4. Any area of contact can be used to create a circuit between the electrodes as long as a continuous area of ink exists on the body between the two points making contact with the electrodes. The person becomes a “switch” opening the channel for an electrical signal.

5. This application can be used to allow a person to control electrical signals such as during a dramatic performance, allowing one person to trigger many electrical events (lights, sounds) just by moving their body and touching parts of built environment. This application can also work with multiple persons so that they can close circuits using two bodies as one single “wire.”

EXAMPLE 2

Material Composition

37.3 pts Gum Arabic (Winsor & Newton, Whitefriars Avenue Harrow Middlesex HA3 5RH England), and 1.13 pts Glycerin (Food Grade, Boots UK, PO Box 5300, Nottingham NG90 1AA), were combined and stirred until a uniform mixture was created. The mixture was then heated to a temperature around 100° C. and stirred until the mixture began to foam. After approximately 3 minutes, while stirring continuously at 100° C., the foam collapsed and the mixture was removed from heat. The mixture was then allowed to cool at room temperature 21 ° C. Once cooled, 61.56 pts Activated Carbon Powder (Toho Tenax, Tenax-A Type 385, Toho Tenax Europe GmbH Kasinostr. 19-21, 42103 Wuppertal/Deutschland) were added and stirred until it was fully incorporated.

Creating A Circuit To Light A Light Emitting Diode (LED)

1. The aim of this application is to create a circuit on the surface of the skin using ink. In this example, the circuit is used to light an LED by connecting between a small power source and the LED.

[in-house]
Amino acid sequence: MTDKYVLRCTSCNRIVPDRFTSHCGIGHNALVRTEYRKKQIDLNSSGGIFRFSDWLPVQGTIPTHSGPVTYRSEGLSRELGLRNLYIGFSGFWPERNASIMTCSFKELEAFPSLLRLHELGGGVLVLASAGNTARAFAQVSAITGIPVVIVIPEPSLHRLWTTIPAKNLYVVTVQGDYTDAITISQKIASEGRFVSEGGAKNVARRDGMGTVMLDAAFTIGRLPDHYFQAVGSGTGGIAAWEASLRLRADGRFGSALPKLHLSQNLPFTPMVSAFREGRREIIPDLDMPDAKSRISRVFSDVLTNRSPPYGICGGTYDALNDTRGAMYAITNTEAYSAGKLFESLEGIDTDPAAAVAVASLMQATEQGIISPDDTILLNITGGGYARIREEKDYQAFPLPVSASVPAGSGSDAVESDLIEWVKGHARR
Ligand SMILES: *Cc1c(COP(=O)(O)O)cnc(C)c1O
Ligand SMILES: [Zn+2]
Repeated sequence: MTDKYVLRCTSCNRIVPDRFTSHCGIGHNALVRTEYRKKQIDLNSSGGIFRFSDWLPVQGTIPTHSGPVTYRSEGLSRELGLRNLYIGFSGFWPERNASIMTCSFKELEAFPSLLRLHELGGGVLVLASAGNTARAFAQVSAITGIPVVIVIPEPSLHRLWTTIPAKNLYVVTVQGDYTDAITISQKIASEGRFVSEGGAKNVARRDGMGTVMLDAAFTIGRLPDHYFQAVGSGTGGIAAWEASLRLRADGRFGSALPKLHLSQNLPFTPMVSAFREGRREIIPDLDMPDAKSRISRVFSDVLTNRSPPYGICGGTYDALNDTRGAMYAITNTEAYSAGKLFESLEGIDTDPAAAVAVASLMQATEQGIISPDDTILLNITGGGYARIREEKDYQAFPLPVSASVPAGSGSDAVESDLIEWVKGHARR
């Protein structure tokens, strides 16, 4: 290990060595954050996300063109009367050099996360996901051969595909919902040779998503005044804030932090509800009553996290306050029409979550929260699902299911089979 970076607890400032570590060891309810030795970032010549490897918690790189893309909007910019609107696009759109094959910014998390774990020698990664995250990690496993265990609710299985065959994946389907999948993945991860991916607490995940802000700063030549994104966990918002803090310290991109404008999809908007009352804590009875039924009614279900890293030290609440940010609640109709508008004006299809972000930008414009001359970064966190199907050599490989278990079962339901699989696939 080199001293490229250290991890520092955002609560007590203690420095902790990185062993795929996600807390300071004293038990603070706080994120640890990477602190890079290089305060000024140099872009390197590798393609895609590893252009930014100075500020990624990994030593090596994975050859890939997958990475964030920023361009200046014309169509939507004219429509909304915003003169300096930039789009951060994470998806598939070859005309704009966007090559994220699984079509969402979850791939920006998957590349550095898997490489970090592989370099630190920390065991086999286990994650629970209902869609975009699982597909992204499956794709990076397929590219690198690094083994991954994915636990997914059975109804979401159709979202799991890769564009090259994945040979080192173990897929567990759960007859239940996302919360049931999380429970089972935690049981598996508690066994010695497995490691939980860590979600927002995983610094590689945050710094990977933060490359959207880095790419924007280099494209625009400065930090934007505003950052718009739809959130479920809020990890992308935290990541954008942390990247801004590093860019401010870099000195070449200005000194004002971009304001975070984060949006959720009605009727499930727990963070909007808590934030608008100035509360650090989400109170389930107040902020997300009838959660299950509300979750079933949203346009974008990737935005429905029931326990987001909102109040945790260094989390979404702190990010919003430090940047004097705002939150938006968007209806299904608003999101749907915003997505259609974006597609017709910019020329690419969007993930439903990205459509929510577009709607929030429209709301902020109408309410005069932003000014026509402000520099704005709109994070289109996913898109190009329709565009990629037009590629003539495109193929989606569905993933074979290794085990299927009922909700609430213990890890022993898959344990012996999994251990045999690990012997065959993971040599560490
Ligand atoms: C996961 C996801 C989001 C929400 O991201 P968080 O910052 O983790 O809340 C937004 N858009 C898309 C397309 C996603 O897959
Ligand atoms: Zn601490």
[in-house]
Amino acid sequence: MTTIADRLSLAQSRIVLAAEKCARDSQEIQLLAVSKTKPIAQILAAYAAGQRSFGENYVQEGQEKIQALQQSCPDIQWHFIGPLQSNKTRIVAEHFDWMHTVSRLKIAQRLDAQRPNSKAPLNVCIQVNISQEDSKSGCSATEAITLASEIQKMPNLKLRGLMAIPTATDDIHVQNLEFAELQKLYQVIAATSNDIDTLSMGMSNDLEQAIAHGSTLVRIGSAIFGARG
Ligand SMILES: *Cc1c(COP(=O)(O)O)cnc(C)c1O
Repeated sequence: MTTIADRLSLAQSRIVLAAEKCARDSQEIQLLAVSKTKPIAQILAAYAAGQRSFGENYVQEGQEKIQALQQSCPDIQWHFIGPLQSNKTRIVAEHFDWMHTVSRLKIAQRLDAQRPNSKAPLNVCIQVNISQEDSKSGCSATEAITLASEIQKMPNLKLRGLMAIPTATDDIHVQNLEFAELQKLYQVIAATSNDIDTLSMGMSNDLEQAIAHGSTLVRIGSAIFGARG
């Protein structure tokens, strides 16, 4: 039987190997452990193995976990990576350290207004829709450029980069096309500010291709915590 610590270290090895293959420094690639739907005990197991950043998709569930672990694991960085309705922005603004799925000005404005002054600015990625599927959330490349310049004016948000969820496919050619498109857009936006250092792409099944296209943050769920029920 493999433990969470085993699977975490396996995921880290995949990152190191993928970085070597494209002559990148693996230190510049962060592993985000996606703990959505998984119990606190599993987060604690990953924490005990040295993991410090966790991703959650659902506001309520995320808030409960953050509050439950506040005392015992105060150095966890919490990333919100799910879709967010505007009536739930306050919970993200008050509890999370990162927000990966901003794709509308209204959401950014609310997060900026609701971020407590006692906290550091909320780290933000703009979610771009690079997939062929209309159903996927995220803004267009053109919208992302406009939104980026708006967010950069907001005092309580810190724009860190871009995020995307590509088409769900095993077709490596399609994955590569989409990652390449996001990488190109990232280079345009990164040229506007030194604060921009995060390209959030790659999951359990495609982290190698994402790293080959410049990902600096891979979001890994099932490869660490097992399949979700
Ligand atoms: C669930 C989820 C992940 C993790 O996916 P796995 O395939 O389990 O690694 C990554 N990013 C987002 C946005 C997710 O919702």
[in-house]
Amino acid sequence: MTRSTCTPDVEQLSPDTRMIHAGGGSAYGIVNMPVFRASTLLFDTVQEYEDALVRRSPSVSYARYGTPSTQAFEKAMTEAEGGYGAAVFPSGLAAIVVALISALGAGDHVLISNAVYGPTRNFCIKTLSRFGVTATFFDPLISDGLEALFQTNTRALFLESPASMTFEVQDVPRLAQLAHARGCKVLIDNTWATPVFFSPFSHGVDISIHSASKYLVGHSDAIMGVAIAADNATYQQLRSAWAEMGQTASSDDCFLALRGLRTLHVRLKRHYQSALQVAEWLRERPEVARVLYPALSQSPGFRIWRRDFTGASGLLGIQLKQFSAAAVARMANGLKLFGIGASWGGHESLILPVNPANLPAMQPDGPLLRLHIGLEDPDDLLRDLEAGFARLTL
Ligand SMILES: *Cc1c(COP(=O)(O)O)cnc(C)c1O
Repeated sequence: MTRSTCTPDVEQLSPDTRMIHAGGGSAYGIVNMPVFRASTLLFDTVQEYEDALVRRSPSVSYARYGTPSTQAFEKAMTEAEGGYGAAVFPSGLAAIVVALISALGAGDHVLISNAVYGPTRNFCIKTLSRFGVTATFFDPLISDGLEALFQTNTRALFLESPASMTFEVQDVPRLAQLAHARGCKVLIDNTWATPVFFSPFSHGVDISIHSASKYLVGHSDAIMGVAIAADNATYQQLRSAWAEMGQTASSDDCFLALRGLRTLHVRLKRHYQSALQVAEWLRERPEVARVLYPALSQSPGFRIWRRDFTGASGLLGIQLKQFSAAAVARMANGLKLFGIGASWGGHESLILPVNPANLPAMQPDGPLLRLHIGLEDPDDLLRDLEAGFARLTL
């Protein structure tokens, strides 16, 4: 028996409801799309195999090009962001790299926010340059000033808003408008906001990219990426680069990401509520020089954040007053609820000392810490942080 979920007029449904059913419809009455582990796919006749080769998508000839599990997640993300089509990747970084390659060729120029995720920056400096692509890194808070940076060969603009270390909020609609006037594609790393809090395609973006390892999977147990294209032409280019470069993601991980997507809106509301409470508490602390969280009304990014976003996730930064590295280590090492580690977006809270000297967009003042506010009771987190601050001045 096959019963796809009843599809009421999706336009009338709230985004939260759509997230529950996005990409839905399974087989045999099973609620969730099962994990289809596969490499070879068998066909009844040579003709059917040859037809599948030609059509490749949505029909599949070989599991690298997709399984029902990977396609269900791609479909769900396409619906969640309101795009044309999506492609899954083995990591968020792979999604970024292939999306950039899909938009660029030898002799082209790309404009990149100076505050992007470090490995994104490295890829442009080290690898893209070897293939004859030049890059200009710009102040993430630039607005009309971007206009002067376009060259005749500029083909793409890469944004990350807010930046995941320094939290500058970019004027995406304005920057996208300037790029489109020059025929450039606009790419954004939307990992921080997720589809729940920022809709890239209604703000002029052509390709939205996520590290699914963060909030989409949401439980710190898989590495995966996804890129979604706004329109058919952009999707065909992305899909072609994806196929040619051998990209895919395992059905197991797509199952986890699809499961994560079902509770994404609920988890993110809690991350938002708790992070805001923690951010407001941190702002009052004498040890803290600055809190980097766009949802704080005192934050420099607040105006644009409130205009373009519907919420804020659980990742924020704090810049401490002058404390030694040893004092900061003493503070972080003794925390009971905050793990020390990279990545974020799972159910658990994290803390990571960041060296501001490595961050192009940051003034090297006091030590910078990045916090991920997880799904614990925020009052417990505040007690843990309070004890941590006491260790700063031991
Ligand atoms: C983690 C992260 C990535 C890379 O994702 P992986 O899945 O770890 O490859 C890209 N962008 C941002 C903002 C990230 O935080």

2. The uniform ink mixture was applied to the skin using a paintbrush either freehand or through a stencil. The ink was applied so that there were two distinct areas of ink that were not touching but were close enough together so that the wires from the power source and LED can reach the areas of ink. The ink was allowed to dry.

3. The positive electrode (anode) of a small power source (four 1.5 V DC batteries, total of 6 V DC) was connected to one area of ink, while the negative electrode (cathode) of the power source was connected to the second area of ink.

4. The anode of the LED was then connected to the same area of ink that the anode of the power source was connected to. The cathode of the LED was then connected to the same area of ink that the cathode of the power source is connected to, thus creating a circuit between the LED and the power source. The power source and LED can either be adhered to the skin with a skin safe adhesive (Osto-bond Skin Bonding Cement, Montreal Ostomy, Montreal, Quebec, Canada) or can be held on the skin by hand as a demonstration of the ink's conductivity.

EXAMPLE 3

Material Composition

38.25 pts Gum Arabic (Winsor & Newton, Whitefriars Avenue Harrow Middlesex HA3 5RH England), and 0.19 pts Glycerin (Food Grade, Boots UK, PO Box 5300, Nottingham NG90 1AA), were combined and stirred until a uniform mixture was created. The mixture was then heated to a temperature around 100° C. and stirred until the mixture began to foam. After approximately 3 minutes, while stirring continuously at 100° C., the foam collapsed and the mixture was removed from heat. The mixture was then allowed to cool at room temperature (approximately 21° C.). Once cooled, 61.56 pts Activated Carbon Powder ((Toho Tenax, Tenax-A Type 385, Toho Tenax Europe GmbH Kasinostr. 19-21, 42103 Wuppertal/Deutschland) were added and stirred until it was fully incorporated.